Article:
Spenser Heaps, Deseret News
The Utah State Hospital in Provo is seen from the air on Thursday, May 18, 2017.

Utah’s boasts of compassion and community will ring hollow if the state does not act swiftly to help dozens of mentally ill inmates languishing in prison cells without proper treatment.

Indeed, the state’s practice of incarcerating the severely mentally ill without providing judge-ordered care in a timely manner is the quintessence of “cruel and unusual.”

Cruel because the punishment of extended imprisonment is grossly disproportionate to offenses often committed without criminal intent.

Unusual because, among peer states, Utah has by far the longest wait times for treating mentally ill inmates.

A monthslong investigation by Deseret News reporters Daphne Chen and McKenzie Romero revealed that a growing cohort of Utah inmates, suffering from severe mental illness, are waiting close to half a year before receiving judge-ordered treatment in the Utah State Hospital.

Treatment is required before these people are mentally competent to appear before a jury.

There is an immediate need for more beds and services in the Utah State Hospital (some 35 people now are waiting for a bed in the hospital). Significantly improving the situation, however, may take a change in how mental illness is treated in the state and how police interact with the mentally ill.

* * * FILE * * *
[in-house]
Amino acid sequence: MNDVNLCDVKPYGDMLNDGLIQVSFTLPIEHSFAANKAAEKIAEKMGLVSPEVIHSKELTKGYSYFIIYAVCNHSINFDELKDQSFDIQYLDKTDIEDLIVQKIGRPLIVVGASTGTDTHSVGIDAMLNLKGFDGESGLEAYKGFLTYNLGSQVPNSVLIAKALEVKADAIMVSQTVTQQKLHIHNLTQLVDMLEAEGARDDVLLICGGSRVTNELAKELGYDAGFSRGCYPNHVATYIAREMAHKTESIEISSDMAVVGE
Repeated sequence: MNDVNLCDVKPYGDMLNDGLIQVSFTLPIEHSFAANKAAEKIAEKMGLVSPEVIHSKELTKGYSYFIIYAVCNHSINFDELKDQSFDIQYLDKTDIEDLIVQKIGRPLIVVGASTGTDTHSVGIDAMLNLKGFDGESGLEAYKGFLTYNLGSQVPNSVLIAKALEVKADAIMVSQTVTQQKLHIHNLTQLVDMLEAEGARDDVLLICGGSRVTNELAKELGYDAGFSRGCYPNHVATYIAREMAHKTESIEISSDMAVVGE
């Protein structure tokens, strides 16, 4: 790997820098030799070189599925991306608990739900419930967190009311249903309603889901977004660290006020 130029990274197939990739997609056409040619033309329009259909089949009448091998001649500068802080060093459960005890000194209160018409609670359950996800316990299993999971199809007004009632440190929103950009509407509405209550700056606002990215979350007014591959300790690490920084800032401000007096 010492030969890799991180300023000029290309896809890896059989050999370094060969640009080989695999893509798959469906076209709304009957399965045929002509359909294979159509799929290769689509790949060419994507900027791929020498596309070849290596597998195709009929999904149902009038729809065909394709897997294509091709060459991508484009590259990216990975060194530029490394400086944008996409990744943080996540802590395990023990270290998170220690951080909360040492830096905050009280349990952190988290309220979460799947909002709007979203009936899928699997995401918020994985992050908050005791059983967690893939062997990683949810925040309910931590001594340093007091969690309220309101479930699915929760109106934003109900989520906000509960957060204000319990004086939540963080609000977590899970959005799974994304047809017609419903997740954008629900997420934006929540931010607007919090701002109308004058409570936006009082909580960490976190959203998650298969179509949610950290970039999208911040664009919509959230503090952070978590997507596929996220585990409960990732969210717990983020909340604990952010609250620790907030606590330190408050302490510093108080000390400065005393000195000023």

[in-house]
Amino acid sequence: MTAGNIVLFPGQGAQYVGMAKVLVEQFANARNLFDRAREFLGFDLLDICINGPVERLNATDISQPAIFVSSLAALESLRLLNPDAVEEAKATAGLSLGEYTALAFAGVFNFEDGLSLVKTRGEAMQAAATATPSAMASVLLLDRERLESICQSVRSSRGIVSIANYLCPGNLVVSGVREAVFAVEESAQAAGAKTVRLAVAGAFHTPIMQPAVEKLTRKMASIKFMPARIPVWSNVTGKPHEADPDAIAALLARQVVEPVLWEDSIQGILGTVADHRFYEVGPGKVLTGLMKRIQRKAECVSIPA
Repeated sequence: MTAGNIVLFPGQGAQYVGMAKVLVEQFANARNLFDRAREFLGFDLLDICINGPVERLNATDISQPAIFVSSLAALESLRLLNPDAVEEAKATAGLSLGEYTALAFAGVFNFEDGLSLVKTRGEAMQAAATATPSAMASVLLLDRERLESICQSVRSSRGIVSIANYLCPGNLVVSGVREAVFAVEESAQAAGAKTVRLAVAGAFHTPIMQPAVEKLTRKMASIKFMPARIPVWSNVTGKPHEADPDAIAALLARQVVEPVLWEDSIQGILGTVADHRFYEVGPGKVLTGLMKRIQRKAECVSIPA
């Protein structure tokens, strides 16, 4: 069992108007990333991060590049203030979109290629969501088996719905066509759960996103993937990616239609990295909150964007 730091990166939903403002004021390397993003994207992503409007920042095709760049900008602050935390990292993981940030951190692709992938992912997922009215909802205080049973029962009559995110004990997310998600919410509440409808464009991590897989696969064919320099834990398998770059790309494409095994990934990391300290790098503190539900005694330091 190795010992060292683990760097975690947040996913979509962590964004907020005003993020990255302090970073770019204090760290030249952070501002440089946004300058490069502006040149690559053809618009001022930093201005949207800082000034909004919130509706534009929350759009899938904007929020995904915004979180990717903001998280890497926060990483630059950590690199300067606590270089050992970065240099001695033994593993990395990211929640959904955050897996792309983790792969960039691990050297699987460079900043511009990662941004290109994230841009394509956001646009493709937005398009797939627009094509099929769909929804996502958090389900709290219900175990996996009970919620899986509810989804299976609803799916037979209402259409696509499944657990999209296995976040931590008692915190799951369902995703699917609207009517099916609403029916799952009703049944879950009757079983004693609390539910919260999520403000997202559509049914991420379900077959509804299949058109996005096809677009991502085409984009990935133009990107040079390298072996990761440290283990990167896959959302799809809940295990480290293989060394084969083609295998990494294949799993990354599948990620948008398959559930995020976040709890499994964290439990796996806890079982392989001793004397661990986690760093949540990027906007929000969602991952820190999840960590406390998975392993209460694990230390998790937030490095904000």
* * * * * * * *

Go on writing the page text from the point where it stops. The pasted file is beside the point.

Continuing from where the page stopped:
Once the state provides adequate services for such people, the police can make informed decisions about locking up the mentally ill or funneling them to hospitals where professionals can assess their short- or long-term treatment needs.

In 2015, the Utah Legislature allocated an additional $300,000 a year for social workers to make prison visits to help bring some of the mentally ill inmates back to a level of competency where they are able to stand trial or negotiate a plea deal. This legislative move helped reduce wait times but was a small bandage: It has not come near to solving the problem.

"It's at a crisis point," said Darin Durfey, Utah County Sheriff's chief deputy, in the Deseret News report. "A lot of times, we know there's a problem that exists, but we wait until it's a crisis before we address it. And that's where we're at."

For comparison, Utah’s neighbor Colorado has a waitlist of 17 days. Arizona doesn’t have a waitlist. And in states like Oregon, Nevada and Idaho, the law demands that inmates be transferred to a hospital facility within a week.

Utah’s wait time?

One hundred forty-nine days.

Who will crusade for this cause? Will Gov. Gary Herbert? Will Speaker Greg Hughes? Will the superintendent of the Utah State Hospital?

The state needs a special session to address this crisis.

The system needs immediate funding so there’s sufficient room in Utah State Hospital to allow for these individuals to receive timely treatment. There also needs to be more funding to aid mentally ill people long before they are funneled into the criminal justice system.

Only then can police adopt practices that will allow them to make wise judgments about when mentally ill individuals involved in minor altercations are better suited for hospital help rather than a jail cell.